Danielle Sabai

The Fukushima disaster has highlighted the fact that insecurity is inherent to nuclear energy. It is quite simple not possible to predict all the technical or human malfunctions or the outbursts of nature.

This disaster, of a magnitude unequalled since Chernobyl and the extent of whose consequences is still not known, has reopened in India the debate on the safety of civil nuclear power and the Indian government’s policy of nuclear expansion.

In 2010, the share of nuclear power only represented 4,780 megawatts or 4.2% of the country’s energy consumption. The Indian government plans to multiply this capacity fivefold over the next 10 years. The constructions underway should only add 3,900 MW, but the objective fixed is to build new reactors which would cumulate in a power of 63,000 MW by 2032. That would represent 100 billion Euros of potential investment and 25% of the country’s energy.

Indeed, the revelations on the negligence in the area of safety by industrialists in the name of the race for profits illustrate the impossibility of ensuring satisfactory safety levels for nuclear installations. India does not possess an independent safety authority. The atomic energy regulation commission, which is responsible for this question, shares its personnel with and provides funds to the organisations it is supposed to control.

And yet seven power stations are being built and at least 36 new ones are being designed or planned. The government has signed an agreement with the French company AREVA to build 6 reactors of the EPR type of a total power of 3,600 megawatts in Jaitapur, a coastal town in the state of Maharashtra. Ultimately, Jaitapur will host the biggest nuclear complex in the world!

The region of Jaitapur is well known for its great biodiversity. It shelters thousands of animal and plant species of which some are threatened with extinction. The construction of the nuclear power station is a threat to this entire ecosystem. The inhabitants of the region, some of whom have been expropriated, have reacted strongly against this nuclear power station project which threatens their way of life and the environment.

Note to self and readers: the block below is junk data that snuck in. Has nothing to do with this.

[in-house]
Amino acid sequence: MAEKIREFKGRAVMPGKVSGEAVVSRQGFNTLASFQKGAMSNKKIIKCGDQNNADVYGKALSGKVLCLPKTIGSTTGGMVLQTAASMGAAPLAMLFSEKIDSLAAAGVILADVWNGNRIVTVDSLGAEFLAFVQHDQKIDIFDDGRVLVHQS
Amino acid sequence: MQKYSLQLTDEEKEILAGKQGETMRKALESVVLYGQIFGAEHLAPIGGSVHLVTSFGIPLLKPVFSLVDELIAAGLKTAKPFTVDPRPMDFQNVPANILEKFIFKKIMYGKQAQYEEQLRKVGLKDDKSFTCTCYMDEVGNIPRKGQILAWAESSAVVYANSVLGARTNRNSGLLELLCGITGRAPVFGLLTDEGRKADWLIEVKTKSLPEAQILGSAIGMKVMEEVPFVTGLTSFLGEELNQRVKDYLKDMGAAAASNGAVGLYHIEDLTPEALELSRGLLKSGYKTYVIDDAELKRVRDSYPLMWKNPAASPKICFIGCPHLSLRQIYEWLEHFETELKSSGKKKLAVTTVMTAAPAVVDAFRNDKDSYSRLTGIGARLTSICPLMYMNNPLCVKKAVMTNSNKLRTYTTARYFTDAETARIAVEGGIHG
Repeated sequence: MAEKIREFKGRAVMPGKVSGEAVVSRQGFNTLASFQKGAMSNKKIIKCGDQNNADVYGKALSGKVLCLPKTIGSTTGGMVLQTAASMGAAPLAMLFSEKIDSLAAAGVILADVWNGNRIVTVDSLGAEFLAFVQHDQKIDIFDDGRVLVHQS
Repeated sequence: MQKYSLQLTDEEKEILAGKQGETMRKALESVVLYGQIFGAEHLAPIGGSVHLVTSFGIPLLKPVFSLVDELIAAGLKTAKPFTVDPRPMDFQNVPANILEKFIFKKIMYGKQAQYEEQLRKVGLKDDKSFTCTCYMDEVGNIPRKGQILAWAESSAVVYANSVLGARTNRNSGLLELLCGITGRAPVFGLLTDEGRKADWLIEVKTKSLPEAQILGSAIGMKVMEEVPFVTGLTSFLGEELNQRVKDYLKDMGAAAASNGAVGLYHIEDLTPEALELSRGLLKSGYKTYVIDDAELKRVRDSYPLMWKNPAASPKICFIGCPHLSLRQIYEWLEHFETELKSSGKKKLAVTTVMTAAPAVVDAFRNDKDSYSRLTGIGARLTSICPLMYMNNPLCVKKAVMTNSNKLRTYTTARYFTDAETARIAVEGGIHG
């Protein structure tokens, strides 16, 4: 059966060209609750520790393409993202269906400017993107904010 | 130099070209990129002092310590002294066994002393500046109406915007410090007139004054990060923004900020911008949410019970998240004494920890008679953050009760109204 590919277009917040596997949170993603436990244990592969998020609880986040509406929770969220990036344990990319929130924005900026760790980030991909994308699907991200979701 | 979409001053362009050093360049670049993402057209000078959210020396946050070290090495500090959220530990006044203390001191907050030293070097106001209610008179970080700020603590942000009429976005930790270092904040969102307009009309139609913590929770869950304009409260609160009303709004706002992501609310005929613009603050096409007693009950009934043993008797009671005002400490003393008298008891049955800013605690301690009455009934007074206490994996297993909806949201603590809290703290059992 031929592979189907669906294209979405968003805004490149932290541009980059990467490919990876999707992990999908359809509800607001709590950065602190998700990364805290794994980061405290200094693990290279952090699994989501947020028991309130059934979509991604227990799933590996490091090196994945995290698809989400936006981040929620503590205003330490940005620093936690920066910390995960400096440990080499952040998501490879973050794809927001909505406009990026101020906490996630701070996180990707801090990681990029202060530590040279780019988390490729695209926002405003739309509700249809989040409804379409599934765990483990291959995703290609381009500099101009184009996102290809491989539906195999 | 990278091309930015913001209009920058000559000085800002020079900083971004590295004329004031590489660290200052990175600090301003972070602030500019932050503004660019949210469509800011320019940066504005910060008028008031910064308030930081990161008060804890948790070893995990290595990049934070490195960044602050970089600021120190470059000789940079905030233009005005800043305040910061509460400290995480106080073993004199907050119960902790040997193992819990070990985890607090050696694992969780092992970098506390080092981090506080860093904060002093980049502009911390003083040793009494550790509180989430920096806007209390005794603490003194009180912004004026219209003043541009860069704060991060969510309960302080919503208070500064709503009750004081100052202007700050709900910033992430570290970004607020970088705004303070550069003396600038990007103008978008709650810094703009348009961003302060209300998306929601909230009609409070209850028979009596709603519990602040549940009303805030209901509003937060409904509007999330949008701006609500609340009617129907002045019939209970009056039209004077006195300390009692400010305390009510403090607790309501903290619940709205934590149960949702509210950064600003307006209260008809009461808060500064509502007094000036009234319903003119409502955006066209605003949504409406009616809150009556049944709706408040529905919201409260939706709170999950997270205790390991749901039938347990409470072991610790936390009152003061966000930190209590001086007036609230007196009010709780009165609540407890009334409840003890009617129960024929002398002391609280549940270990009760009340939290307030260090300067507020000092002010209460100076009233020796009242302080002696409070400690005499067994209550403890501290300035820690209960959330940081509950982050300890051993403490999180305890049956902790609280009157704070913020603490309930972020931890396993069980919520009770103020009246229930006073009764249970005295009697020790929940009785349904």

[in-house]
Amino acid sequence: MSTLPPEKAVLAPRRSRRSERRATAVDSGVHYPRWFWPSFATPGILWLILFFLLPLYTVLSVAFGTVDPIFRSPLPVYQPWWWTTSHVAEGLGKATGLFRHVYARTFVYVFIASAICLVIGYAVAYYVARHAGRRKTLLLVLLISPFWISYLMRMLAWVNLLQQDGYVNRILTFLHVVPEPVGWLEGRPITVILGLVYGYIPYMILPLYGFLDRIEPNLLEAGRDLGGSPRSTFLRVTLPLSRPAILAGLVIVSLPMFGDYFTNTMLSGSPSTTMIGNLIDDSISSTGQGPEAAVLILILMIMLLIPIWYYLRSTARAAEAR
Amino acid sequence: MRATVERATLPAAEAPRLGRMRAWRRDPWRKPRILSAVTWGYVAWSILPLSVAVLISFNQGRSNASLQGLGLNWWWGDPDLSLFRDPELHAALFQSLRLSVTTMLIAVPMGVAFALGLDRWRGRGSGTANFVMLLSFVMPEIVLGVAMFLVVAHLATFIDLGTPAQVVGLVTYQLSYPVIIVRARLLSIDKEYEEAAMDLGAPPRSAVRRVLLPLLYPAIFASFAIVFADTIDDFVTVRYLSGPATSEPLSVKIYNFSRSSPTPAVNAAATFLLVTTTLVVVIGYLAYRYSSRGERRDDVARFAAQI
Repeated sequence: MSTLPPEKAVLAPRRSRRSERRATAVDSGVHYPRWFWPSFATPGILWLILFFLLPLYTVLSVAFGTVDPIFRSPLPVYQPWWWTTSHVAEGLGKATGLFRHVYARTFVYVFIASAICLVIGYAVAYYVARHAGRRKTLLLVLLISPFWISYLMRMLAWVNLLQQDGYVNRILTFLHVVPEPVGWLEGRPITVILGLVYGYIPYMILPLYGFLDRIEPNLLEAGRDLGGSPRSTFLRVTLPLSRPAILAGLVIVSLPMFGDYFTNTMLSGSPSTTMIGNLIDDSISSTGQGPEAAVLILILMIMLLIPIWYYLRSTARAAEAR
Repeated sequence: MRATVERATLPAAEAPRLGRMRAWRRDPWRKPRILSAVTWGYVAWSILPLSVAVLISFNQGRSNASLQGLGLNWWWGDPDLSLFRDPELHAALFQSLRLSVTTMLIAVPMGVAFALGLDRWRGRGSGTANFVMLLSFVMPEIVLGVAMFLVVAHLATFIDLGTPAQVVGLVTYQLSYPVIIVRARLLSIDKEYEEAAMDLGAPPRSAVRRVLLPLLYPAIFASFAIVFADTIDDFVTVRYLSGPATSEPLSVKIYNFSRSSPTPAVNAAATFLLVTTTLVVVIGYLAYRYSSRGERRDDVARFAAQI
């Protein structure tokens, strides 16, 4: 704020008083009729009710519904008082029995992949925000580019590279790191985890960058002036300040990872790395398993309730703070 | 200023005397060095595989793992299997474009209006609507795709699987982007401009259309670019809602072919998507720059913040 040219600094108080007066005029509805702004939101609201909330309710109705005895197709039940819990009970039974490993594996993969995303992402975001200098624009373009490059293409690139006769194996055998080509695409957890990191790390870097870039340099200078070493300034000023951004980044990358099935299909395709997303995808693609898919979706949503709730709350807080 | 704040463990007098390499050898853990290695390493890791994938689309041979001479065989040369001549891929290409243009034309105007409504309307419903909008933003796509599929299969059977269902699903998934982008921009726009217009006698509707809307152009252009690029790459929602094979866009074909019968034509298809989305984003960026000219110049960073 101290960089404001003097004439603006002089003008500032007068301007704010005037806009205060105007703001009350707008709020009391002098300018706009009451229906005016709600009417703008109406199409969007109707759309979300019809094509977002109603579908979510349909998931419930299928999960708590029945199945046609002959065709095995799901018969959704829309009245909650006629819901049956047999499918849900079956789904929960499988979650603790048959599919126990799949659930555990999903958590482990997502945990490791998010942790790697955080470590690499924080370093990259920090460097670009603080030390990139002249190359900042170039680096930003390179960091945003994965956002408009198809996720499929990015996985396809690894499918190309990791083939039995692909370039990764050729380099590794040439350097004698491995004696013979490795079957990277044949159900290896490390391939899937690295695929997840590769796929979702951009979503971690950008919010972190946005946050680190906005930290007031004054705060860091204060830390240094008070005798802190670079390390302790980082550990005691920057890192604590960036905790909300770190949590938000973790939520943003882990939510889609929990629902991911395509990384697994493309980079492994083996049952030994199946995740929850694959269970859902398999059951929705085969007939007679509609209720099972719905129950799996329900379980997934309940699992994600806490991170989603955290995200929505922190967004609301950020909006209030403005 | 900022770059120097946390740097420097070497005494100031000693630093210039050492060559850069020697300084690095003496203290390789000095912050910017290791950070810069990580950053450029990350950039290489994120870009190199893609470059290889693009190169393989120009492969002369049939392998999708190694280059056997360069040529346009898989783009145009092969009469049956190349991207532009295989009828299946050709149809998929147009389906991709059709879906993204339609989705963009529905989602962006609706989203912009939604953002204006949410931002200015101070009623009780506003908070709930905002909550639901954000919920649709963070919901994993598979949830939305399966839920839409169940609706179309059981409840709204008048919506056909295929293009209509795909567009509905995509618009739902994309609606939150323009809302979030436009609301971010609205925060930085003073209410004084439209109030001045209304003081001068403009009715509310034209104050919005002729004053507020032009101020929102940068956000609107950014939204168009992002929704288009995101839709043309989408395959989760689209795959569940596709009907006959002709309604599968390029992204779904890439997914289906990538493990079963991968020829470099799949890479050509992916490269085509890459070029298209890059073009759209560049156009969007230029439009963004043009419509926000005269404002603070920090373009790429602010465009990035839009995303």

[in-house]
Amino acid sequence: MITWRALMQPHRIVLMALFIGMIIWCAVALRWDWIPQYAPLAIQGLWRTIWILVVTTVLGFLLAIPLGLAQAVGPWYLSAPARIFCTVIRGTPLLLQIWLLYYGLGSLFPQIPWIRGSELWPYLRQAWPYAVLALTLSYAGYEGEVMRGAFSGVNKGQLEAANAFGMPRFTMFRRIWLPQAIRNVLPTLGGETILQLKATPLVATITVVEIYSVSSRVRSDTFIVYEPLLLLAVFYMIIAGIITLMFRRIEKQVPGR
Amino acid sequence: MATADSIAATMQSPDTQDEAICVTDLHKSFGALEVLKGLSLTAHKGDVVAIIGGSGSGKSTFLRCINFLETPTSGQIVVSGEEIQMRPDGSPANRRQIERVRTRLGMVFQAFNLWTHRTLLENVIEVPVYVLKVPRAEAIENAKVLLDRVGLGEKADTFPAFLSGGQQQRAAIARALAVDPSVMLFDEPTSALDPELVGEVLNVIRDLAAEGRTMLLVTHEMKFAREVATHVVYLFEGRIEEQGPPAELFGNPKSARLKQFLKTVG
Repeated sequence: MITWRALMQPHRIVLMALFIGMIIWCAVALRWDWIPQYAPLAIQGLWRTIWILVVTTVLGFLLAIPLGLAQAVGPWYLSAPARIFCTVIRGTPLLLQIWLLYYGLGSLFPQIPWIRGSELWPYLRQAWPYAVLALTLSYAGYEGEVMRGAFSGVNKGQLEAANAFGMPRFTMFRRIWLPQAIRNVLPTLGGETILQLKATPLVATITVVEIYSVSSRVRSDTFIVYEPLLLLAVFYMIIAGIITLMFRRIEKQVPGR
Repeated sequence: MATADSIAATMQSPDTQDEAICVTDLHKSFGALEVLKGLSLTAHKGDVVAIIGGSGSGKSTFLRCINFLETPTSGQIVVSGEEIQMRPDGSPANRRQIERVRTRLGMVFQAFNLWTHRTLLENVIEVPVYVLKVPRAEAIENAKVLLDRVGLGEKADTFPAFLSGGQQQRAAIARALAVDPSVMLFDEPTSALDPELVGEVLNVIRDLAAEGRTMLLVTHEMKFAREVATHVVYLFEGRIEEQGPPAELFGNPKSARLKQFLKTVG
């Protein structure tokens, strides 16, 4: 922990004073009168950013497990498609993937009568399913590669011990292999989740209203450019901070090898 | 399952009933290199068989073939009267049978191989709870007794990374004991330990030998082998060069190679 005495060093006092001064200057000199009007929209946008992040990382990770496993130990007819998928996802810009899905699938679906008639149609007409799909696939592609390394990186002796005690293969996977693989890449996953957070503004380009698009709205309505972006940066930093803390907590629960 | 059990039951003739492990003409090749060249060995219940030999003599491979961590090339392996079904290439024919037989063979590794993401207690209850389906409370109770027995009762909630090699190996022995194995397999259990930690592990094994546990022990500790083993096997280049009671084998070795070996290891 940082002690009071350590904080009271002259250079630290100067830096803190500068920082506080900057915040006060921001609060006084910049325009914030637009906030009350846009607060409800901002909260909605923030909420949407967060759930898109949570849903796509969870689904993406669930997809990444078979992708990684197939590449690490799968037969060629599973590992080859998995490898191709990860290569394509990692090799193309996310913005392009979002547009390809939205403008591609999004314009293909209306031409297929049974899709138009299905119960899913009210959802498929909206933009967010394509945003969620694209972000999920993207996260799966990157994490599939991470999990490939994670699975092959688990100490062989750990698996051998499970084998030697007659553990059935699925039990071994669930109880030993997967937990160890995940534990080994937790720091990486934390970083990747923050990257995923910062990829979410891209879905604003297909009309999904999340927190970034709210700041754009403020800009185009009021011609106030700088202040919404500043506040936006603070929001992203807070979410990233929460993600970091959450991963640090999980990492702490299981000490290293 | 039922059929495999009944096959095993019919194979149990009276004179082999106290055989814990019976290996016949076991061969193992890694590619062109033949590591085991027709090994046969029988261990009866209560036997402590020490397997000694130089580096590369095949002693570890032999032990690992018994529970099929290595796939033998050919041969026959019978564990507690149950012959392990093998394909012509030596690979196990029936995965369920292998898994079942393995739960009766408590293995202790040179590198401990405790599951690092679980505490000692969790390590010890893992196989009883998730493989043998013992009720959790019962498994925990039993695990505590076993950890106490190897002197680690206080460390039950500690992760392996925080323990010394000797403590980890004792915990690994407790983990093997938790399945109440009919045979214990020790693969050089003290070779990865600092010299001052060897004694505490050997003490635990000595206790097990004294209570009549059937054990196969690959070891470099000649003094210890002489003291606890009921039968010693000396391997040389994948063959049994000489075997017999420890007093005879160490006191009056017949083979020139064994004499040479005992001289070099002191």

The Indian government has responded to the opposition with the greatest scorn. Demonstrations have been harshly repressed and a demonstrator killed. Jaitapur illustrates the blindness of the nucleocrats. To this day, no EPR reactor has yet been tested. Outside of the prototype of Flamanville, one is being built in Finland, two at a more initial stage in China. The Finnish project is now two years late. It should cost 3 billion Euros but its cost has now reached 5 to 7 billion, a financial abyss paid for by the French taxpayer.

If we refer to the Fukushima disaster, the choice of Jaitapur is an aberration. Located on the coast, the site is not sheltered from sea water infiltration or a tsunami and Jaitapur has already been hit by an earthquake. Also, India is not Japan. No evacuation plan exists in case of accident in a power station. What would happen if a nuclear disaster affected the country?

The Coalition for Nuclear Disarmament and Peace (CDNP), involving 200 Indian associations, calls for a moratorium on Indian civil nuclear activities and an audit on the installations in service. Greenpeace India has launched an online petition seeking to gather 100,000 signatures against the construction of the six reactors at Jaitapur.

With the Fukushima disaster, the opposition has deepened. It is important to support the mobilisations against the dizzying nuclear expansion envisaged by the Indian government. There is a risk of seeing a new disaster, which we can imagine will be still more destructive and costly in human life, and quite simply unbearable. Everything must be done to stop this new nuclear folly.

Source: http://internationalviewpoint.org/spip.php?article2243